Thursday, July 21, 2011
Reivew: Imaginary Girls
Title: Imaginary Girls
Author: Nova Ren Suma
Publisher: Dutton Juvenile
Page Count: 352 (hardcover)
My Rating: 3/5 stars
Description: (from GoodReads)
Chloe's older sister, Ruby, is the girl everyone looks to and longs for, who can't be captured or caged. When a night with Ruby's friends goes horribly wrong and Chloe discovers the dead body of her classmate London Hayes left floating in the reservoir, Chloe is sent away from town and away from Ruby.
But Ruby will do anything to get her sister back, and when Chloe returns to town two years later, deadly surprises await. As Chloe flirts with the truth that Ruby has hidden deeply away, the fragile line between life and death is redrawn by the complex bonds of sisterhood.
I really wanted to love this book. From the very first time I saw the cover on a blog I was hopping through and it grabbed me and I had to know what it was about. The description that they put on Amazon and GoodReads doesn’t really tell a lot about what it was about, so when it came out I got it the first chance I had and started reading it.
I know a lot of people have said this, but the whole book really did feel like a bad dream that you didn’t wake out of, but for me it might not have been for the same reason as the author might have intended.
In books, there is a line between relationships where one person has an intense instinct to protect the person they care about and for that person to be down right controlling. (In my opinion, it is the difference between Jace/Clary and Edward/Bella). And I recognize that that is sometimes a very fine line, but I felt like the line was crossed in this book, and Ruby was very controlling of Chloe. Throughout the whole book it felt strange, because it was more of Chloe witnessing what is happening than Chloe actually doing anything herself. She was more along for the ride, and I thought that was weird because the book is told through her perspective. In books, that controlling type of relationship is a real pet peeve of mine, so that was one of the books drawbacks for me.
Another was that most of the characters in the book are older teenagers, and it seemed that every chapter they were out partying somewhere, drinking, smoking joints in cemeteries, and though their were plenty of characters who hooked up, throughout the whole book there wasn’t even one healthy relationship that I could find. What’s worse was that all of this did not add a single thing to the plot of this book. It just felt completely unnecessary to me.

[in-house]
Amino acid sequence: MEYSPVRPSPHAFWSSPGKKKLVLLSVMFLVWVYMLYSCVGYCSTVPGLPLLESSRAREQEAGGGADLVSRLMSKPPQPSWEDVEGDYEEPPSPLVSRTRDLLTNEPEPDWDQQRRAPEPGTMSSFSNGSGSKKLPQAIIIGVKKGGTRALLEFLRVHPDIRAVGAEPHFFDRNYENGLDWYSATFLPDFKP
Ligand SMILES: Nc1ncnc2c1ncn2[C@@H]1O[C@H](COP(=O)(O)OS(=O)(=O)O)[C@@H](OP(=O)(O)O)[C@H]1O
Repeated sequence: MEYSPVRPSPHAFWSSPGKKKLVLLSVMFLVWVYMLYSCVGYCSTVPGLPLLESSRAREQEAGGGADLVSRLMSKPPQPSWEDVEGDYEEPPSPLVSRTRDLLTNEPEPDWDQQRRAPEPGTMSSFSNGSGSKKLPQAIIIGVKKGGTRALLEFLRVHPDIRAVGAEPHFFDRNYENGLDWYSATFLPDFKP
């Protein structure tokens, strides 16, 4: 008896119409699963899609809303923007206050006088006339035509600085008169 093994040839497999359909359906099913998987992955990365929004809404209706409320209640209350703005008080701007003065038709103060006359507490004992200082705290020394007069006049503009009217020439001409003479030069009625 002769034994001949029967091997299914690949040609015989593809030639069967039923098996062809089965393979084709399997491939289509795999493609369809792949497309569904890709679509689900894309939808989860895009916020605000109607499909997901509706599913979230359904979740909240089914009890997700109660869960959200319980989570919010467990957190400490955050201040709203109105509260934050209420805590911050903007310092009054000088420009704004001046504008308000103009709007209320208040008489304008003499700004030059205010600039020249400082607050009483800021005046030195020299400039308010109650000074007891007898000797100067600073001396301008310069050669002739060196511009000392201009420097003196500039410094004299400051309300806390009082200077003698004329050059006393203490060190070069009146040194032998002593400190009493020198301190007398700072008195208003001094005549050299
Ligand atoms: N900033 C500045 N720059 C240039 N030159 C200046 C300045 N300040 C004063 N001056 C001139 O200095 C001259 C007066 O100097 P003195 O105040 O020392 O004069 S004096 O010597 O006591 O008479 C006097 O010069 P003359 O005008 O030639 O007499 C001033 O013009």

Another thing was that after two hundred pages of this illegal activity (which was maybe the author’s stab at showing how bored the kids in the small town were?) I still didn’t have a clear picture of what was going on, and that feeling remained to some extent all the way until the end of the book, which did in no way really wrap anything up for me. I suppose that that ties in with the bad dream piece of it, I don’t know what’s going on in a lot of my dreams, but for a book a conclusion, even one as simple as the main character waking up and finding it really was a dream would have been enough for me.
Having said that. I did like the writing. Some of the images were very dreamlike, and it wasn’t a boring book. It just wasn’t my cup of tea. I think I would have liked it a lot more without all the unnecessary drinking, smoking, and partying. If I had gone into it knowing it was going to be written like a long, drawn-out dream and not spent so long looking for where the plot was going, I would have given it another star or two.
I don’t want to discourage you from reading this book, I have read quite a few great reviews on it, but I feel like I have to be honest with my thoughts and so I have been. The cover most definitely gets a 5 from me though.